Public Lecture

Public Lecture (Centro Universitario de los Valles)

Date : October 9th (Monday)
Time : 18:00 ~ 19:00
Address:  Carretera Guadalajara - Ameca Km. 45.5, C.P. 46600, Ameca, Jalisco, México.

Speaker: Dr. María Magdalena González Sánchez, Universidad Autónoma de México, México
Title:  High Energy Gamma Ray Astronomy.

Public Lecture (Museo de las Artes)

Date : October 10th (Tuesday)
Time : 18:00 ~ 20:00
Address:  Juárez 975, C.P. 44100,  Guadalajara, Jal., México
  1. Speaker: Prof. Marka Szabolcs, Columbia University, NY, USA
    Title:  Astronomy's "Next Big Thing:" What can we expect from direct observations of Einstein's elusive predictions?.
    Abstract: Advanced LIGO provided humanity with the first direct detection of gravitational waves, just in time for the 100th anniversary of Einstein's prediction. Beyond the discovery, there is a growing focus on incorporating gravitational waves as a new window on the Universe addressing questions from violent cosmic transients to cosmological enigmas. I will discuss some aspects of (i) the instrumental breakthroughs that enabled the unprecedented sensitivity reached by Advanced LIGO and (ii) the key scientific directions in which gravitational wave searches can be utilized, directly as well as in the context of multimessenger astronomy.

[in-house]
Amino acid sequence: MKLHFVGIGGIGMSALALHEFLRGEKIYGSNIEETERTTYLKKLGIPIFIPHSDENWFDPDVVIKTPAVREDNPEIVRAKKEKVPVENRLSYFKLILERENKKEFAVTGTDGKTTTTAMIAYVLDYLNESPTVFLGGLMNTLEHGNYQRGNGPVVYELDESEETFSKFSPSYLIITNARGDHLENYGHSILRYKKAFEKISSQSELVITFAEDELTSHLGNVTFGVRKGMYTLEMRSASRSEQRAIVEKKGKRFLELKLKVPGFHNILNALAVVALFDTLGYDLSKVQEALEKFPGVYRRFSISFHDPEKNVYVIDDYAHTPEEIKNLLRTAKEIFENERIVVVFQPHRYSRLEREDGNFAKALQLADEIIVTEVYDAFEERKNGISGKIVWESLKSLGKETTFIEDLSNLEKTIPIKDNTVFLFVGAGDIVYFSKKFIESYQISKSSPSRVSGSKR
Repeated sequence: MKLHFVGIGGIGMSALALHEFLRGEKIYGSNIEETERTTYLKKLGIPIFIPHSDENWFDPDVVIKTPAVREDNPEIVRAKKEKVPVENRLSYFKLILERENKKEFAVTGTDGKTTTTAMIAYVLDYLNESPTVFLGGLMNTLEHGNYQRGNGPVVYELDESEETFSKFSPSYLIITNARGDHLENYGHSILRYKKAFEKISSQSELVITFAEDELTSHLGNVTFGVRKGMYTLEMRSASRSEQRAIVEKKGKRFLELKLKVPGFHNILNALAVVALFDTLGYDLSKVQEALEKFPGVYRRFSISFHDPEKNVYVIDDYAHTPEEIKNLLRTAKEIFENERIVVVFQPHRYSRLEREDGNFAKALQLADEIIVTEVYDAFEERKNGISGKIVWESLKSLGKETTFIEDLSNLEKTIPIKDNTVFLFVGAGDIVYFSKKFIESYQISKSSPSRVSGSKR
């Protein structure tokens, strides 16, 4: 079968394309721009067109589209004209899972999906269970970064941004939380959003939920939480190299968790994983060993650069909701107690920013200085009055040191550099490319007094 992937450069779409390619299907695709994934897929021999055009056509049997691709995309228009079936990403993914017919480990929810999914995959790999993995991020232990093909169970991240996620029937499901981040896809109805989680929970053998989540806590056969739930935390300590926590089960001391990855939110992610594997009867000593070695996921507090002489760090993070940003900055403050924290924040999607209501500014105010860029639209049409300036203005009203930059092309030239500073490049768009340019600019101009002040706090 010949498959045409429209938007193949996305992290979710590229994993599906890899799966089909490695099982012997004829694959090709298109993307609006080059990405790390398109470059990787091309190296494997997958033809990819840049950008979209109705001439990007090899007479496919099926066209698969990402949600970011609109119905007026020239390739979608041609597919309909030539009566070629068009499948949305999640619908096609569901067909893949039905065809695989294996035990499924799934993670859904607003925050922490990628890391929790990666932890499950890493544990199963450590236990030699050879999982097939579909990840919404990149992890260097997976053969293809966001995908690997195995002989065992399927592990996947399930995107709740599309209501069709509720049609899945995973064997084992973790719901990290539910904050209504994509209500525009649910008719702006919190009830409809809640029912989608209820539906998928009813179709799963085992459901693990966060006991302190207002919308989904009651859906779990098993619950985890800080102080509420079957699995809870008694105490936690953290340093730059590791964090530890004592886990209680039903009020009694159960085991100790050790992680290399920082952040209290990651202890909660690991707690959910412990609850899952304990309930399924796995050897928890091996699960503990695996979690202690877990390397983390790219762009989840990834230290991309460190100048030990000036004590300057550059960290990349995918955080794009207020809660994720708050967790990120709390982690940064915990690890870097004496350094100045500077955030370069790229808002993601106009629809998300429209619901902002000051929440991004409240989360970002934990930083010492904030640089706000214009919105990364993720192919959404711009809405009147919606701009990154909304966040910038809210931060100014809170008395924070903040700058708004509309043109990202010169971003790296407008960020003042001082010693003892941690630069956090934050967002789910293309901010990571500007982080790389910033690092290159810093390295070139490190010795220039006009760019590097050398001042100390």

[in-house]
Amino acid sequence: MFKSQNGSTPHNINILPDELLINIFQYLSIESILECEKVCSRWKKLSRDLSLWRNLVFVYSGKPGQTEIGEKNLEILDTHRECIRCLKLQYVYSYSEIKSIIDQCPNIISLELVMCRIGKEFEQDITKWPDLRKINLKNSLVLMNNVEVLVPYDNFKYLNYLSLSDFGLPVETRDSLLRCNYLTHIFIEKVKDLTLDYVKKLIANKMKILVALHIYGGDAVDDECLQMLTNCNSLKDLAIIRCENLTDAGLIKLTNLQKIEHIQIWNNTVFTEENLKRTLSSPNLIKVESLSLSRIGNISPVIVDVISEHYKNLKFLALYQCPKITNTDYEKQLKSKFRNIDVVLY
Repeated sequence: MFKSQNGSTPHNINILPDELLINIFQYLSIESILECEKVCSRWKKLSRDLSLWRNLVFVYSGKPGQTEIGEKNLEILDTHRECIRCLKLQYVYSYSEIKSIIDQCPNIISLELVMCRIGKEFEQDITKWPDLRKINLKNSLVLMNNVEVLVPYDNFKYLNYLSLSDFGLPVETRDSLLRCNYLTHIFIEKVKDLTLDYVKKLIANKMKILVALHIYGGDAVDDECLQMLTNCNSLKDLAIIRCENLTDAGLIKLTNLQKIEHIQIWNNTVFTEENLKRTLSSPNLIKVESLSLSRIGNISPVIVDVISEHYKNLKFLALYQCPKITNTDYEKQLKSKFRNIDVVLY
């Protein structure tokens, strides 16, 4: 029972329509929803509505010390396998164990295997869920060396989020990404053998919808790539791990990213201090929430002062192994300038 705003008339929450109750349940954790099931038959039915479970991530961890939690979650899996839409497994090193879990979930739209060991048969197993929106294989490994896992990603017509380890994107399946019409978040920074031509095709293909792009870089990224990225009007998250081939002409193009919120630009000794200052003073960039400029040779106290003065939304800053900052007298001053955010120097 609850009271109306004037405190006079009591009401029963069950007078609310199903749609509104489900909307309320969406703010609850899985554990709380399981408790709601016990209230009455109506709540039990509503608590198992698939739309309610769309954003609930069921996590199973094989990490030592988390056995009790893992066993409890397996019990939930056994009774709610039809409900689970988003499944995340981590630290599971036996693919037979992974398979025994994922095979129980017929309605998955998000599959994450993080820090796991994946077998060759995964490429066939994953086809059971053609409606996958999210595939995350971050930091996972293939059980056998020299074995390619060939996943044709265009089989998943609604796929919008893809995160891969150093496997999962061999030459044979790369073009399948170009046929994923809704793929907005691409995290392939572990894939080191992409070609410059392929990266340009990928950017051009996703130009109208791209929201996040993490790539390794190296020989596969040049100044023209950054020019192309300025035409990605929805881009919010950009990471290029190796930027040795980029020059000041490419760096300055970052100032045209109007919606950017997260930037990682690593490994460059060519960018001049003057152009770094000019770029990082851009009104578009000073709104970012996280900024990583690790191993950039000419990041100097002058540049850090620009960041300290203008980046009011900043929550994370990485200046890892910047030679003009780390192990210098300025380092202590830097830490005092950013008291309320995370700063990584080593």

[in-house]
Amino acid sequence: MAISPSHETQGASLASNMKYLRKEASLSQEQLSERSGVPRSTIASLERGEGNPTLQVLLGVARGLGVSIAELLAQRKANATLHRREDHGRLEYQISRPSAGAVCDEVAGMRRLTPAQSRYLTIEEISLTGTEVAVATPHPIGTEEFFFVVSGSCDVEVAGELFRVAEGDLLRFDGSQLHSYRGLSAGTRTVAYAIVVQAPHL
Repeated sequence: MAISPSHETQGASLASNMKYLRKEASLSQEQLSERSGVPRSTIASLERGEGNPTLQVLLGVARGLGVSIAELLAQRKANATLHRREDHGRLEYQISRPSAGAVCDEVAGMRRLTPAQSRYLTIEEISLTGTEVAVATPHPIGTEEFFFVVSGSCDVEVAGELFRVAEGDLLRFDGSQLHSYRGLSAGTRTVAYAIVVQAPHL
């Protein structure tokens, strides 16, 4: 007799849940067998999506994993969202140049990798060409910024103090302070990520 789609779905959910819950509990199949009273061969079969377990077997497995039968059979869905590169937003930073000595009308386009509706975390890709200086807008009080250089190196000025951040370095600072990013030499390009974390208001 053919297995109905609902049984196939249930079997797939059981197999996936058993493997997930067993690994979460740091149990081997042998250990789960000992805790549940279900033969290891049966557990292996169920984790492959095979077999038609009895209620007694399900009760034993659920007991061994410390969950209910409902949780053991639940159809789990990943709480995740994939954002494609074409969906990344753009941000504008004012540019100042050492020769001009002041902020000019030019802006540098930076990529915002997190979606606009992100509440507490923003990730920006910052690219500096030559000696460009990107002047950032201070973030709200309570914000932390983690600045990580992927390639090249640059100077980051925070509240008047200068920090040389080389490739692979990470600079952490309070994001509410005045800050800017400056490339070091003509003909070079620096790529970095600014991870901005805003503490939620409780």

2. Speaker: Prof. Jordan Goodman. University of Maryland, MD, USA
    Title: Multi-Messenger Astronomy.
    Abstract: Astronomy began with people looking at the night sky to see the visible light from the stars. As technology was developed, they augmented their own eyes with optical telescopes, then radio telescopes, then even launched satellites to detect other wavelengths of light from infrared to UV to x-rays and gamma-rays. Today the study of the stars has branched out to use giant detectors on the earth which not only look at the highest energy light in the universe, but also use other messengers beyond light such as neutrinos and even gravitational waves to study the sky.  In this talk we will present a look at this emerging field of “multi-messenger astronomy” describing a new generation of experiments which are giving us a new look at the Universe.